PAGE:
I think it’s fair to say that I have taken the idea of ‘slow sewing’ to a whole new level. I am not entirely sure this is a bad thing, I think that churning out make after make is, I suppose, probably as bad as fast fashion. So the idea of slowing down and really choosing my projects with care is probably a good thing overall. Problem is, it doesn’t quite satisfy the maker in me. Food for thought.
It was the neckline, darts and sleeves of the Ellis version that really won me over. But I did hesitate initially, the skirt part, it’s just not me. I am not keen on a gathered skirt, it just adds volume where I don’t need it. So, I decided to hack up a perfectly good pattern and make it my own.
I decided to extend the bodice of the Ellis and make it into an slightly A-line dress with inseam pockets. I also wanted to add in an exposed zip which meant I needed to alter the back by adding a yoke. Starting point was this toile.
A couple of issues emerged. Firstly, the shoulder seams were way too big. I notice on the original shots from Merchant & Mills that they don’t sit right on the shoulder of the model. They were way too big for me though, so I decided to remove a couple of centimetres.
I have altered the shoulder seam before on a previous make. I had to add width to the shoulders on my Frankie dress, here’s how I did that. But for this dress I needed to reduce the shoulder seam so I reversed the process. I drew a diagonal line from the shoulder seam to the arm hole and then slit the pattern (leaving a few millimetres to allow for the pivot). I then reduced the seam by 2cm and then trued it up. If you try this at home, remember to do this to the front and back!
I also felt that the neckline was too high so I reduced it, again by a couple of centimetres.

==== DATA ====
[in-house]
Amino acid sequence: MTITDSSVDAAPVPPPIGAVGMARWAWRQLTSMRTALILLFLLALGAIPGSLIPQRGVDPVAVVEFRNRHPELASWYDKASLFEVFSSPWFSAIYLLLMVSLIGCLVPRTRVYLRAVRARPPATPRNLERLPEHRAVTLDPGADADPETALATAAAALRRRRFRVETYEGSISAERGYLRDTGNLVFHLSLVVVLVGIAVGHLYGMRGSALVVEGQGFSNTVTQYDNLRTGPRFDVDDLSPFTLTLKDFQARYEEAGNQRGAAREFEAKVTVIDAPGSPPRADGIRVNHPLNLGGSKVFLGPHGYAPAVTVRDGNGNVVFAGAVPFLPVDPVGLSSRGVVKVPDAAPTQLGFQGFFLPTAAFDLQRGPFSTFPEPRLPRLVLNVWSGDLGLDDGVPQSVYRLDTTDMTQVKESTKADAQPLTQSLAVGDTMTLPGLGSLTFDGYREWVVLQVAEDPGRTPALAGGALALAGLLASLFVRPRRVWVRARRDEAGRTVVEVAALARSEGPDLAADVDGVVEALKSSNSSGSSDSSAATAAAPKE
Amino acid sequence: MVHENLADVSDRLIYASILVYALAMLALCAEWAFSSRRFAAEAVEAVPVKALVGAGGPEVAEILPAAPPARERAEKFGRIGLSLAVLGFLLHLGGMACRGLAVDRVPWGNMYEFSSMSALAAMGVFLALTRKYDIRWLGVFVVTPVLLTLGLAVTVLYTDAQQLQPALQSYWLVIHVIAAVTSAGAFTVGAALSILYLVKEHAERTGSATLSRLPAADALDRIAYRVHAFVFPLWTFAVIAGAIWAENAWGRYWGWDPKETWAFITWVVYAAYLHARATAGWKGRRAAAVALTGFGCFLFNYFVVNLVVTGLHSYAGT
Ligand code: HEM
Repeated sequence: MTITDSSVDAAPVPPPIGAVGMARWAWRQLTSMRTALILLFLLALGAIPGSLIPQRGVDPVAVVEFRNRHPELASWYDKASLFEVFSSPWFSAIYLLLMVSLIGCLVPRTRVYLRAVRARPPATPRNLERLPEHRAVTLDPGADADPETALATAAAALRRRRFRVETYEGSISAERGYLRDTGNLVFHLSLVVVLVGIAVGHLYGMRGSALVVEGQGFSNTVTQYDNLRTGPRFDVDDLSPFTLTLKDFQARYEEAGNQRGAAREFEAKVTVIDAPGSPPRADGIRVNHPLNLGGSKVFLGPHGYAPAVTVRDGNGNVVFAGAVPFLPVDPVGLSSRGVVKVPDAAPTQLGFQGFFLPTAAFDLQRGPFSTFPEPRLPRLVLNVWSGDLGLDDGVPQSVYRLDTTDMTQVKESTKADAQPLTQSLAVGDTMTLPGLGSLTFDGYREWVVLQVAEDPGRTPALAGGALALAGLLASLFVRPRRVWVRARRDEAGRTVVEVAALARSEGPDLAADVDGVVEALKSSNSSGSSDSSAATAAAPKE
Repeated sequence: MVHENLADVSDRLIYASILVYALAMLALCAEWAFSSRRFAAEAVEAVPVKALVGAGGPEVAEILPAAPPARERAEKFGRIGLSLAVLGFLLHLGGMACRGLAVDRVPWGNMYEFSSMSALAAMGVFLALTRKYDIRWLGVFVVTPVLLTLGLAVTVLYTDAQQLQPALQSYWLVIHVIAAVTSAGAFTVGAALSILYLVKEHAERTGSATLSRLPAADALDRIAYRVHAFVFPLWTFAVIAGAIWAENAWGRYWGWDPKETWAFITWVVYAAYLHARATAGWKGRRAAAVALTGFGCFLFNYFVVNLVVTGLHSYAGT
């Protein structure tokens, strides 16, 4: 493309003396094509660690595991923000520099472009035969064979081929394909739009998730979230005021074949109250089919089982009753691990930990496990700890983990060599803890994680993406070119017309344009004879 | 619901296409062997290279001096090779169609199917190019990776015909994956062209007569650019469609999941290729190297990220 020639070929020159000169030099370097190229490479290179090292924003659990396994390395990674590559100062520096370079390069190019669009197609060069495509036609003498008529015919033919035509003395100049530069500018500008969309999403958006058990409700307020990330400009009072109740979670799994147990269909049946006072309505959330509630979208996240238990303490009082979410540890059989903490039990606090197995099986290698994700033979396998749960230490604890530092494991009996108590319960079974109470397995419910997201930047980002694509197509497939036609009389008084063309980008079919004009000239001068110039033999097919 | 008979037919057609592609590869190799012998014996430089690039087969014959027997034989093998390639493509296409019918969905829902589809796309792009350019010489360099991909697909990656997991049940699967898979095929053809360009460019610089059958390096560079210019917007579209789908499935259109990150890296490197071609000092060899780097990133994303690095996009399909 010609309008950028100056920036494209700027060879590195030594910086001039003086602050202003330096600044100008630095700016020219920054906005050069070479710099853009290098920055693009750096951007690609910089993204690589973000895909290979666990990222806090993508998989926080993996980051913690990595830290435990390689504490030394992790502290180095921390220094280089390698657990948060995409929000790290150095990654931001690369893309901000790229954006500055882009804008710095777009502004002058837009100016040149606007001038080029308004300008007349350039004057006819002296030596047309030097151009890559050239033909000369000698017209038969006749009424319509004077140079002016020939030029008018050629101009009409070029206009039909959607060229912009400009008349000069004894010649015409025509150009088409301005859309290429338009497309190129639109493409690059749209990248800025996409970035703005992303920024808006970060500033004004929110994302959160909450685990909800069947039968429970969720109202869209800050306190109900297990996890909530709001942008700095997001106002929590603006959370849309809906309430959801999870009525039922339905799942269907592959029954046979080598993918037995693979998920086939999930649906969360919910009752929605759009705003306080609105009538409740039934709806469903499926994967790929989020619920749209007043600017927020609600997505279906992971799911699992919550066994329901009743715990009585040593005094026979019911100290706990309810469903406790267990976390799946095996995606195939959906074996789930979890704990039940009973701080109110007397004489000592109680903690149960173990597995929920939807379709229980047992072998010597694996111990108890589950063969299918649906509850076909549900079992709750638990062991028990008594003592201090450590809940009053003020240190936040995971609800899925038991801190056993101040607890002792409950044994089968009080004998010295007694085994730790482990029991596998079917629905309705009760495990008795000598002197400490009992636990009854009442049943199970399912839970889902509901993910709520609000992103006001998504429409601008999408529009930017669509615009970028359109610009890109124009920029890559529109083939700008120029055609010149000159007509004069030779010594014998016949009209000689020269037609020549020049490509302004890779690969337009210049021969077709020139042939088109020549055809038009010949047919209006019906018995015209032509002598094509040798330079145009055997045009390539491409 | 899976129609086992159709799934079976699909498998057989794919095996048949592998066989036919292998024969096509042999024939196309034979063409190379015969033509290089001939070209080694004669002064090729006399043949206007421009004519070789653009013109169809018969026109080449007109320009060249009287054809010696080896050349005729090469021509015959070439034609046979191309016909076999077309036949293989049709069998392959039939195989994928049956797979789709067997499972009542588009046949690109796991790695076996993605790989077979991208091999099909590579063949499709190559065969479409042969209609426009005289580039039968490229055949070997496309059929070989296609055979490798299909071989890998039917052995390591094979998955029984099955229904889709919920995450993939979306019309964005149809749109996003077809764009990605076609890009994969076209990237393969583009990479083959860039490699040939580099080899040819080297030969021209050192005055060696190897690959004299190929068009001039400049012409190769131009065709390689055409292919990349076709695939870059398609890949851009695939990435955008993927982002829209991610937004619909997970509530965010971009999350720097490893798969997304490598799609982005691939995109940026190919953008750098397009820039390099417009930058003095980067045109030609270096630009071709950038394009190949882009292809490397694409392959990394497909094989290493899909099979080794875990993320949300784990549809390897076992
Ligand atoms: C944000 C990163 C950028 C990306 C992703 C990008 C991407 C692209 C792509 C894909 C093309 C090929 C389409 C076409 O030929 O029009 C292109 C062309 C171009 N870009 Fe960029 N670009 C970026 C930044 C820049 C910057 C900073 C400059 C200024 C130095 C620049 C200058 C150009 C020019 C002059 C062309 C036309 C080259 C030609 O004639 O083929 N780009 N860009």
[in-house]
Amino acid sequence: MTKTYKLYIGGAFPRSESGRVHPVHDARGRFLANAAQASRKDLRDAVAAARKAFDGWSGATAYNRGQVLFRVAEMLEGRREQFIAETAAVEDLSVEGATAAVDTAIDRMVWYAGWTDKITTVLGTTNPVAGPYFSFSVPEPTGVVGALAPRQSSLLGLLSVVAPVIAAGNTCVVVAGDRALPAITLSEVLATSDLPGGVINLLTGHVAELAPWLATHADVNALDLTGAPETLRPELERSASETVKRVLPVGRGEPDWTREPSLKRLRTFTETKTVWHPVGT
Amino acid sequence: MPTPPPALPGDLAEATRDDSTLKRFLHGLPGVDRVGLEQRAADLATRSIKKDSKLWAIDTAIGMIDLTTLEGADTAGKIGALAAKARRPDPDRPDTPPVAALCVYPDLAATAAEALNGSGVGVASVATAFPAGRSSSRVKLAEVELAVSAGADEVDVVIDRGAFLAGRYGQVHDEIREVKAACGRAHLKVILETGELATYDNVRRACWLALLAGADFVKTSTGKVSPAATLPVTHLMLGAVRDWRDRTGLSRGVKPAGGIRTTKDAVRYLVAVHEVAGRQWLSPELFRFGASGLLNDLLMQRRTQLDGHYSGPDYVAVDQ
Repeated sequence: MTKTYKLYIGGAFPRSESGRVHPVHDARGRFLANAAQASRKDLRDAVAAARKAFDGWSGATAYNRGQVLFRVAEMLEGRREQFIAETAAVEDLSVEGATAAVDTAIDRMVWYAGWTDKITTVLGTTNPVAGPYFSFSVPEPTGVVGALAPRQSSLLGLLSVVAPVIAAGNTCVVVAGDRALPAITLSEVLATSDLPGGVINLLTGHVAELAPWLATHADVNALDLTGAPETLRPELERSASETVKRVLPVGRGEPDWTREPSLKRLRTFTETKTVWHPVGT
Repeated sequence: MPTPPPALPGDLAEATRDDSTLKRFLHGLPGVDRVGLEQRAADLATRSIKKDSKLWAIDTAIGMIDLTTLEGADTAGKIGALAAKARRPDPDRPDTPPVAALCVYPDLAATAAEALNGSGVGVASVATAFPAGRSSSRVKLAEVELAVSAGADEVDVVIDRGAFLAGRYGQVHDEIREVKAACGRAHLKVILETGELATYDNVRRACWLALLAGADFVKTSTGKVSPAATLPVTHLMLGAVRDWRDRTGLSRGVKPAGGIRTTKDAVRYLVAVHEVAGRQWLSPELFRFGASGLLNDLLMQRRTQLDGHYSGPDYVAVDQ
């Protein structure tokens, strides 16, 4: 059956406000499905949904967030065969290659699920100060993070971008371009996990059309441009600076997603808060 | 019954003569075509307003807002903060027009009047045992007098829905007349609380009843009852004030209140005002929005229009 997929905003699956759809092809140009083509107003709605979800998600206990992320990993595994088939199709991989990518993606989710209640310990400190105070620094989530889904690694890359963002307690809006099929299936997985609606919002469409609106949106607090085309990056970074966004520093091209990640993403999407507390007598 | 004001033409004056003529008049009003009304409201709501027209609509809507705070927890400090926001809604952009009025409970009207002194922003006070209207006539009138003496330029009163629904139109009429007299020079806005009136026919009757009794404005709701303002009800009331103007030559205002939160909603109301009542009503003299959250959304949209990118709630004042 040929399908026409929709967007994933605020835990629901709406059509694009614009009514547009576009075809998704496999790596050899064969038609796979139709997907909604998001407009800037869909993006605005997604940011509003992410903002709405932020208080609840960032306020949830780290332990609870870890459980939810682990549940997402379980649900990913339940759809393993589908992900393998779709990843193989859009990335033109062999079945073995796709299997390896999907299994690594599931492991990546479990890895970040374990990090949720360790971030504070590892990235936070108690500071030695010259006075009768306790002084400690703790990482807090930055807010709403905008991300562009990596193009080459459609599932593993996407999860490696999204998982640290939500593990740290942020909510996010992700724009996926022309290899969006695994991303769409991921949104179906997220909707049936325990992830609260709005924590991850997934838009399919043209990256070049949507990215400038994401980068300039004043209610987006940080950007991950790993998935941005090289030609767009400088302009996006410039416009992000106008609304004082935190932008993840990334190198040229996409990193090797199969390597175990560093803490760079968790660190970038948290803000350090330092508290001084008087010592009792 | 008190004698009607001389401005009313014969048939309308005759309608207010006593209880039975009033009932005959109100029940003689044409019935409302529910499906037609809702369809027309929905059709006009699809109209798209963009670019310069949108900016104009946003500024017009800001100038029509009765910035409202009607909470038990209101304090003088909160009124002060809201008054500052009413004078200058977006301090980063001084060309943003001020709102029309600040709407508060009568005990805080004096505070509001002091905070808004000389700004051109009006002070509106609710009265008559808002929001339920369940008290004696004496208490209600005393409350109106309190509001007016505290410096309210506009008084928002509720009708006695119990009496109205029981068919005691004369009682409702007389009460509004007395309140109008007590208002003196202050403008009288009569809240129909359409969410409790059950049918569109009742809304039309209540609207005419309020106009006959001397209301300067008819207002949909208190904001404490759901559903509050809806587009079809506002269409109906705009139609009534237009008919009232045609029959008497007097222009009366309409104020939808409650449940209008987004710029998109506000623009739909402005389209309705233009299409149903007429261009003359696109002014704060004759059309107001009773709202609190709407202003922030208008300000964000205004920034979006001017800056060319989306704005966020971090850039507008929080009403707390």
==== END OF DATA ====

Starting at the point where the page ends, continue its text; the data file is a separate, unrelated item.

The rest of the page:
I decided to add some length to the sleeves. I just wanted them a tad longer to cover my elbow. Finally, I changed the back yoke, mainly to accomodate an awesome zip that I wanted to fit here. I lengthened the yoke accordingly.
I bought this fabric at FabWorks on my recent visit to the UK in June last year. Yep, it’s been sitting in my cupboard staring at me for a whole year. It’s a fantastic fabric. A heavy and slubby cotton in a dark inky blue. The fabric works either side, but I preferred the darker option. I would love to say that I remember the fabric specs, I always think I will and then never do.
This all sounds easy and quick, and yes, to someone concentrating on it for a stretch of time it is. But, I tackled this piecemeal, in mini pockets of time. The ultimate slow sew. After a few weeks of tinkering away, I made it and I really couldn’t be happier with the result (even if my forced smile below suggests otherwise).
I am super pleased with the fit. The top of this dress is perfect and I think it suits my shape. The darts give it a lovely shape. The only issue is that the fabric is so textured that the darts vanish a bit. I really liked the top stitched darts on the Merchants & Mills version, I did consider this but chickened out at the last minute.
The back of this dress turned out much better than I expected. My initial plan was to reverse the back yoke and have the white side of the fabric exposed. But, when I was sent this zip by Who Says Sew it just had to be part of the dress, it worked so well. The original pattern calls for a button closure so I had to work out the addition of the zip. It wasn’t too difficult but what I did fail to do (think piecemeal sewing and not concentrating) was consider how to finish the top of the exposed zip.
In the end I had to remove some teeth, I used a little tutorial from Makery to help me with this. I then unpicked the facing and sandwiched the zipper tape between the facing and the dress. It was super fiddly and but I managed to get a (fairly) clean finish with the machine and some nifty hand stitching.
I can see another Ellis in my future, it’s really a lovely pattern. The instructions are clear and well executed. I am looking forward to hacking up the Hattie version in the summer. Watch this space.
There is only one gripe I have with this make, this time it’s down to me, not the pattern. I added the inseam pockets far too low down the dress. When my fingers hit the bottom of the pockets, my arms are almost straight. I also feel that the pockets are adding volume just where I don’t need it. At this point, the pockets are still in, but I am sorely tempted to remove them just to slim the silhouette down a fraction.
What do you think? With or without pockets?